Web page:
Nov 16, 2016
WASHINGTON, D.C. – The U.S. Department of Agriculture (USDA) National Institute of Food and Agriculture (NIFA) today announced $832,830 in grants for two new projects, one that empowers veterans, older Americans and others with disabilities to pursue or maintain careers in agriculture, and another to deliver farm safety education to youth seeking employment or already employed in agricultural production.
“Agricultural safety and access are key to a thriving agricultural community,” said NIFA Director Sonny Ramaswamy. “Through our investments in AgrAbility, we are providing assistance and educational resources to help people with disabilities manage their ranches and farms. Our Youth Safety program ensures that the farming and ranching families have the latest best practices to keep families safe.”
AgrAbility is a NIFA program that invests in national, state and regional projects to provide education, assistive technology and other support to current and prospective farmers and ranchers with disabilities. In partnership with the Cooperative Extension System and nonprofit disability organizations, AgrAbility helps thousands of individuals, including older farmers and the veteran community, overcome the barriers to continuing their chosen professions in agriculture.
Purdue University received $532,293 to continue hosting the National AgrAbility Project (NAP) that brings together the expertise of a range of partners to encourage individuals with disabilities to get or stay involved in agriculture and become successful. Partners include Goodwill of the Finger Lakes, The Association of Programs for Rural Independent Living (APRIL), Colorado State University, as well as faculty collaborators from Washington State University and the University of New Mexico. NAP also enhances the involvement of Extension educators at 1890 and 1994 Land Grant institutions and encourages veterans with disabilities to consider agricultural production as a career. Project details can be found at the NIFA website.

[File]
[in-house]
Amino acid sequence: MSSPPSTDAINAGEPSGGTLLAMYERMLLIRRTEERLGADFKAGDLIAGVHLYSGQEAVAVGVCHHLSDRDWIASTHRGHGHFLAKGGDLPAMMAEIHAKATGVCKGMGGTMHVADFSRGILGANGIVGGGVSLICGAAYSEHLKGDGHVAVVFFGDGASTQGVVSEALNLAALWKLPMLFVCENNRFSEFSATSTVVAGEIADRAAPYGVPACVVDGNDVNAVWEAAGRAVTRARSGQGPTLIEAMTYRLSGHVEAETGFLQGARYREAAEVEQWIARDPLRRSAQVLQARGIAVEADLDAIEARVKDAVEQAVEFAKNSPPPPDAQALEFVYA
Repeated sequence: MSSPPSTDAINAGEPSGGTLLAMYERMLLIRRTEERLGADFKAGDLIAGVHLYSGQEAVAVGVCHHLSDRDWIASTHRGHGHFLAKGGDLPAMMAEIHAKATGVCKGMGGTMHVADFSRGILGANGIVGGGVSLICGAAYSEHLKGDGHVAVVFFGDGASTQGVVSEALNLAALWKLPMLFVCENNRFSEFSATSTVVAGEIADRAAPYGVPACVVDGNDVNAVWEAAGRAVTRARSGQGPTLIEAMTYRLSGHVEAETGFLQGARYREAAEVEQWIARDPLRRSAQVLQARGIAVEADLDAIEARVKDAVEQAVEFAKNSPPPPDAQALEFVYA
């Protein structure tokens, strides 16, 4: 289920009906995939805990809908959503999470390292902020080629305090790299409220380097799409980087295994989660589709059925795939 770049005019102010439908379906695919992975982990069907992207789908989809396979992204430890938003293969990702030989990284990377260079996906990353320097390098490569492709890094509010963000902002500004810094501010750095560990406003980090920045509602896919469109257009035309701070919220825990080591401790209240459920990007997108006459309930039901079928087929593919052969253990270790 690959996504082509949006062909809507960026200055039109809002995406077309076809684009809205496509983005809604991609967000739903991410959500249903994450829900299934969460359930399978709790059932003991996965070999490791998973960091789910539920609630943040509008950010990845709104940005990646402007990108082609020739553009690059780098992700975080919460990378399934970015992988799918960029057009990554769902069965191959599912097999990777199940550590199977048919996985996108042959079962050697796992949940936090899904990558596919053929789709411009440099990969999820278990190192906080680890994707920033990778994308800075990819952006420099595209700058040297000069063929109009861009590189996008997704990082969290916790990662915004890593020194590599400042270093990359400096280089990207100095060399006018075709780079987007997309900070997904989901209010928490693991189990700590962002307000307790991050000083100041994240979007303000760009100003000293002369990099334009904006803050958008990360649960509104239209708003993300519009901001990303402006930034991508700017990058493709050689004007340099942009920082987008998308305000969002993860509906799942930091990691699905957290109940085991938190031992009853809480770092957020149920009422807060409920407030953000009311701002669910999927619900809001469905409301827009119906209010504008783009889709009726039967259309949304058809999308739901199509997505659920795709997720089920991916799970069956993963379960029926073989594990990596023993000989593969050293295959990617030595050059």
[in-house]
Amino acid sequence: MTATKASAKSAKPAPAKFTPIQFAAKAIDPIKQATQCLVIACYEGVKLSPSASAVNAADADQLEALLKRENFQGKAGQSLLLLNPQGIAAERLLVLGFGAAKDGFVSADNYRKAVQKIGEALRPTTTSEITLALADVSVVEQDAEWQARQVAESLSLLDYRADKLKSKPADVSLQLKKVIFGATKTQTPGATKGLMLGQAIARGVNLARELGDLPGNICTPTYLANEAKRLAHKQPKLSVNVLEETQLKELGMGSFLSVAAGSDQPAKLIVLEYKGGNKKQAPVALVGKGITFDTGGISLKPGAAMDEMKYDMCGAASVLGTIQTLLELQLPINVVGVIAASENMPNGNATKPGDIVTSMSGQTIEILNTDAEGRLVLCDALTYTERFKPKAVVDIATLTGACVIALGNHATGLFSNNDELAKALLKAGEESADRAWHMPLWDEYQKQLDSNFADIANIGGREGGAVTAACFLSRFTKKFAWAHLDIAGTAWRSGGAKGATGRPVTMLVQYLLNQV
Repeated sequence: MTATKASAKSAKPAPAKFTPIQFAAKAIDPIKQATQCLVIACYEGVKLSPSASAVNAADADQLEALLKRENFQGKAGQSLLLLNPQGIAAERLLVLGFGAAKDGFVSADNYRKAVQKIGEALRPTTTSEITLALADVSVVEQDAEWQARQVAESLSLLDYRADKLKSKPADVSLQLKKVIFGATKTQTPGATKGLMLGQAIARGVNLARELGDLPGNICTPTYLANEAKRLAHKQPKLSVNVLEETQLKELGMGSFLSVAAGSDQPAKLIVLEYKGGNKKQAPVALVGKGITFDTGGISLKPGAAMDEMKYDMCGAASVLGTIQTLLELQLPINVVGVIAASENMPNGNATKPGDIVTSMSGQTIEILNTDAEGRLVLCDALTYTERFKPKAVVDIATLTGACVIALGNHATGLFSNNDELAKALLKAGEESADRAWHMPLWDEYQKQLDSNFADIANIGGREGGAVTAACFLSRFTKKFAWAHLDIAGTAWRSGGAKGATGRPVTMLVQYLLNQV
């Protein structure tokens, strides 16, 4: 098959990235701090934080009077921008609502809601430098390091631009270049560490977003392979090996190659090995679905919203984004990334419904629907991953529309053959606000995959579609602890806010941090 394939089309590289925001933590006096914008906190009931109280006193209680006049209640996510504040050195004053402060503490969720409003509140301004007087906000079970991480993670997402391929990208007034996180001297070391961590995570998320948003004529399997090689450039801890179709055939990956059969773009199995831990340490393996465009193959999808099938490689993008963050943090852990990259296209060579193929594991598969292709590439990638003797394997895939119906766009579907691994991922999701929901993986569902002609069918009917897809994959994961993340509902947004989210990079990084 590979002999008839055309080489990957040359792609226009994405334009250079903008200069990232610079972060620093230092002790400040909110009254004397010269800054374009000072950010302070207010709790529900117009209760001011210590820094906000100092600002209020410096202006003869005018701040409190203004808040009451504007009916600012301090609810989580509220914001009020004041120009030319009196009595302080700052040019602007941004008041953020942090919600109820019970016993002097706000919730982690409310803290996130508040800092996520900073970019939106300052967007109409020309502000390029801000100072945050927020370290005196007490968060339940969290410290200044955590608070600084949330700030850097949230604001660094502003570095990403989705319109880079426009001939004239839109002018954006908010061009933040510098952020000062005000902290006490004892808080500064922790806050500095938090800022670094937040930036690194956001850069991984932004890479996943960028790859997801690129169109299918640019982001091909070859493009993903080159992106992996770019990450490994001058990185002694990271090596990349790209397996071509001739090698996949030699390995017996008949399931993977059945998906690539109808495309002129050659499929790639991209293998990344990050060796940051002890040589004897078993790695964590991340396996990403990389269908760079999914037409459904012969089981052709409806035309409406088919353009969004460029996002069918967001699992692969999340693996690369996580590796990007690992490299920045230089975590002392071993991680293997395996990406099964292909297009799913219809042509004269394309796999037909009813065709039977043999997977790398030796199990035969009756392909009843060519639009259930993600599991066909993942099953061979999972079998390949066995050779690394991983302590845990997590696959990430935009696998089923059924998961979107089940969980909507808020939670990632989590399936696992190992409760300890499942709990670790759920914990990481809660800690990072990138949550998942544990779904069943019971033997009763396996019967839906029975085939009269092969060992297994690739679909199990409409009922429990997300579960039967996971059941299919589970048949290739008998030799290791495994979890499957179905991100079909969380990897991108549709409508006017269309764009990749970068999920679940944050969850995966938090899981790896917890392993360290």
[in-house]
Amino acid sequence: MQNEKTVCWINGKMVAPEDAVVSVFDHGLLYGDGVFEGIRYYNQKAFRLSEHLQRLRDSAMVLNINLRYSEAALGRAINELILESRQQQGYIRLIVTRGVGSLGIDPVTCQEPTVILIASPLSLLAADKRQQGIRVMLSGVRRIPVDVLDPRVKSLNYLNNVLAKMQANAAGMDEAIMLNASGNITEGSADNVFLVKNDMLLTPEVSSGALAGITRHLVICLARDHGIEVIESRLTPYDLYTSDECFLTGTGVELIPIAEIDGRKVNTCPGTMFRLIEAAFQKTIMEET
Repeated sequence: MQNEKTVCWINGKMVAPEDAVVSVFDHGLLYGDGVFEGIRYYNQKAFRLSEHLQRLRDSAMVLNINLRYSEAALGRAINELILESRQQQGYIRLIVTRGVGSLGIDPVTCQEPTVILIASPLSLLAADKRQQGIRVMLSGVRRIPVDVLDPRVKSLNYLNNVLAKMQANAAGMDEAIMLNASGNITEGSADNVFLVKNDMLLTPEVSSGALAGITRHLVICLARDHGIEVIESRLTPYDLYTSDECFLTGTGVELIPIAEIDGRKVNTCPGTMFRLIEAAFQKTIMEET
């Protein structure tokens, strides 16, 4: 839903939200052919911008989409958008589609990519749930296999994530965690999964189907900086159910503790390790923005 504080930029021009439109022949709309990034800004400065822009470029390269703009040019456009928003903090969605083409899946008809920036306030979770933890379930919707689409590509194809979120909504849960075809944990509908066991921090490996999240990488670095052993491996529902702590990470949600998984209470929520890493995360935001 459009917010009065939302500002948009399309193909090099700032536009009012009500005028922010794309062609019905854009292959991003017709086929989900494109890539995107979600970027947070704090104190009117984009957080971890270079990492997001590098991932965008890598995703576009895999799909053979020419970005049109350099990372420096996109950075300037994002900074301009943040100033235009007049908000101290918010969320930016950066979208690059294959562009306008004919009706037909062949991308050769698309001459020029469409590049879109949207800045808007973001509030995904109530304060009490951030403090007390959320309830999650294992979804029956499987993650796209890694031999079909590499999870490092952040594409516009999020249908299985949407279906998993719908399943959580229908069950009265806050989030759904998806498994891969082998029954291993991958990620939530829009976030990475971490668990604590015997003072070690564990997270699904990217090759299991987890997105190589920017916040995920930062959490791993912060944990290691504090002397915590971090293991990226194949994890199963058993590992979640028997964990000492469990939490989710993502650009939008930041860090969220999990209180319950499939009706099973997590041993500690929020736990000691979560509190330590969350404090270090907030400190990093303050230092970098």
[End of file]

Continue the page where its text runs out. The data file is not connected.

In 2016, NIFA invested $4,123,937 to support state and regional AgrAbility projects. Previously funded projects include a University of Tennessee Extension project that provides direct education to farmers, farm workers, and their families, webinars on assistive technology, youth safety events, briefings to the Tennessee Department of Veterans Services and other services. Colorado State University runs the Colorado AgrAbility Project that offers education, workshops, marketing and outreach that connects the veteran community with state and local veteran service agencies.
The second grant announced today, from the Youth Farm Safety Education and Certification Program, will build on the accomplishments of the national Safety in Agriculture for Youth (SAY) program by increasing curricula and resources available through the SAY online information clearinghouse, enhancing stakeholder outreach and marketing and supporting promotion of the CareerSafe OSHA 10-hour (link is external) General Industry (Agriculture) course. The SAY project is led by the Pennsylvania State University in collaboration with the Ohio State University, University of Nebraska Medical Center, Utah State University, and CareerSafe. Project details can be found at the NIFA website.
Previous NIFA Youth Farm Safety Education and Certification include a Purdue University project to develop a national instructor training and certification program on tractor and machinery safety. Another project by Michigan State University supported the creation of an online educational safety course or youth working on equine facilities.
Since 2009, NIFA has invested in and advanced innovative and transformative initiatives to solve societal challenges and ensure the long-term viability of agriculture. NIFA's integrated research, education and extension programs support the best and brightest scientists and extension personnel whose work results in user-inspired, groundbreaking discoveries that combat childhood obesity, improve and sustain rural economic growth, address water availability issues, increase food production, find new sources of energy, mitigate climate variability and ensure food safety.